Before and After: A “Dark, Muddy, and Uninspiring” Living Room Is Now Filled with Vibrant Colors
There’s nothing that completely transforms a space like paint. So if you’re looking at your walls and thinking landlord off-white or builder beige just aren’t cutting it for you anymore, take inspiration from Seattle resident J. Rycheal’s living room redo, a color-filled “mid-century haven.”
“Color has a significant effect on the way we feel on physical and emotional levels, and it’s a great way to shift the energy of a space,” J. says.
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When he first moved into his rental, the beige-y yellow living room was “dark, muddy, and uninspiring,” J. recalls. “The colors made the space feel gloomy and dated.”
But J. believed the room had great potential. “I looked past the colors and used my intuition and imagination to transform it,” he says.
J.’s first step was creating a moodboard. “I brought the modular sectional from my last condo, and I knew I wanted it to anchor the layout, and I pulled in additional pieces to work around it,” he says.
Next, J. chose paint, which he says was the easiest and most fun part of the transformation. “I made at least seven or eight trips to Lowe’s to make sure I had the right shades, but it was worth it once I found the perfect swatches,” he remembers.
J.’s goal was to use color to add a bit of spark to dark, gray Seattle winters at home. “The first shade of lavender wasn’t bright enough, and I wasn’t crazy about the matte finish,” J. says. “So I went with a more vibrant shade and a satin finish which turned out perfectly. I knew I wanted the wall framing the two large windows to ground the palette and bring the greenery outside forward, but didn’t want to go jet black. So I went with a bluish-black tone and satin finish that feels a little more inviting even in its contrast.”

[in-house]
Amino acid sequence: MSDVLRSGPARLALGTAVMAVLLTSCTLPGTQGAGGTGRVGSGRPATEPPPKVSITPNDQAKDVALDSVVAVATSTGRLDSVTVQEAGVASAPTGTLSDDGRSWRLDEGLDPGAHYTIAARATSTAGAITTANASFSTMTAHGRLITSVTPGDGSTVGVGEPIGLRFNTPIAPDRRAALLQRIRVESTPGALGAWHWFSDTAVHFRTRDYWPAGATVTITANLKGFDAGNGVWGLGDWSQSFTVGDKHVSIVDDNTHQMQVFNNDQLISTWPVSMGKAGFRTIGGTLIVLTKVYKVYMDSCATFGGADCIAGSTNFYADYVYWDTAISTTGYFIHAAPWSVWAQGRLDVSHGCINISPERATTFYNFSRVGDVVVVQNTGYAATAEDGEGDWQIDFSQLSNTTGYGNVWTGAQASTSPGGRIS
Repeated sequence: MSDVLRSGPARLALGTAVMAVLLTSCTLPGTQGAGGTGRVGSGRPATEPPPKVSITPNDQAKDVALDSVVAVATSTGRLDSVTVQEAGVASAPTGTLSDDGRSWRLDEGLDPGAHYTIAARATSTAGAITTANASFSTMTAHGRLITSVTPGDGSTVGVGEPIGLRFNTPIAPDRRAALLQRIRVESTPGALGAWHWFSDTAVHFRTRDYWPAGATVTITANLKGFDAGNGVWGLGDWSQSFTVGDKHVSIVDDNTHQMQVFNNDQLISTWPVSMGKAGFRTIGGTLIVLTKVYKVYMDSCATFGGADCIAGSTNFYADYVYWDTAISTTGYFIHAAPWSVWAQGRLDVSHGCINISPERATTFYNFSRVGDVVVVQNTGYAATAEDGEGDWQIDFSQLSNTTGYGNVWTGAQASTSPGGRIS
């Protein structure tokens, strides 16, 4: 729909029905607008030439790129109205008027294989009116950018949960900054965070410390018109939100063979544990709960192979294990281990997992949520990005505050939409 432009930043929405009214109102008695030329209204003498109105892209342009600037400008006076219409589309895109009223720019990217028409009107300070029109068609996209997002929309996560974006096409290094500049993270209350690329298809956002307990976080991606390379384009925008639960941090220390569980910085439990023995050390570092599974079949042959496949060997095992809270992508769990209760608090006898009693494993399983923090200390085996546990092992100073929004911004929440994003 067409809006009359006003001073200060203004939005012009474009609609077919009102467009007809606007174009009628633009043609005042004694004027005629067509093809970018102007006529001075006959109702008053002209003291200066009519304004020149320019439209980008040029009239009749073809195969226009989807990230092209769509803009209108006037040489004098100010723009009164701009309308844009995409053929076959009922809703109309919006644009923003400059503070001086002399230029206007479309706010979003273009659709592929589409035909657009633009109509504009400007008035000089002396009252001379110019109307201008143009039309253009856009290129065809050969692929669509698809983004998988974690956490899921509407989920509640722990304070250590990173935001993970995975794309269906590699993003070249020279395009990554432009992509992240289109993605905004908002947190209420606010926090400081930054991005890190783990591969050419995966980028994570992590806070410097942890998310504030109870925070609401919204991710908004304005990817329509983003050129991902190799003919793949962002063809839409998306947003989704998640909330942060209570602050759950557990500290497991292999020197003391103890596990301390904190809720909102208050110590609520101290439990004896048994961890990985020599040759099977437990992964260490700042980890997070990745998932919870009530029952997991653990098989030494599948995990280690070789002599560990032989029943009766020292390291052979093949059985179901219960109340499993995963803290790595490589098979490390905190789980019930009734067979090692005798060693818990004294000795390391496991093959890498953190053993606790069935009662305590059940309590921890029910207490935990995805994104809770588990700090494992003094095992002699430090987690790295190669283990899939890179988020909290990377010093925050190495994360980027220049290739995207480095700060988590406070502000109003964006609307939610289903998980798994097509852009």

J. is proud of the way the colors turned out. “I had a lot of fun bringing my color theory into play,” says J., who is an artist and creative director by trade. He also loves all the different shapes are textures working together to create a rich, mid-century vibe.
For furniture selection, the coffee table was the first big purchase. It was important to J. that its edges were round to help create an open flow through the space, especially given the size of the sectional. The bookshelf, the final piece J. added, was “a great way to anchor the corner of the living room without interrupting the flow from the hallway.“
J. added shag texture to the space with the rug, which he wanted to use to disguise the existing wall-to-wall carpeting as much as possible, given that new flooring wasn’t in the budget. “The terra cotta shag rug was the perfect solution to complement the different wall colors as well as the teal sectional,” he says.
Lastly, J. hung his art collection in the space to make it his own. “I love it when my personal spaces feel like cozy little galleries that I get to live in,” J. says. “I chose to hang art by legendary artists like Romare Bearden as well as art by brilliant local creators. I’m also very intentional about hanging my own art in my spaces. It’s been a great way to affirm and encourage myself as an artist and to celebrate and embrace my process and creativity.”
J.’s whole redo showcases the power of color and the creative process — from the moodboard to the final frame hung on the wall. With an all-in budget of approximately $3,800, his one-of-a-kind living room is a far cry from its beige beginnings.
Inspired? Submit your own project here.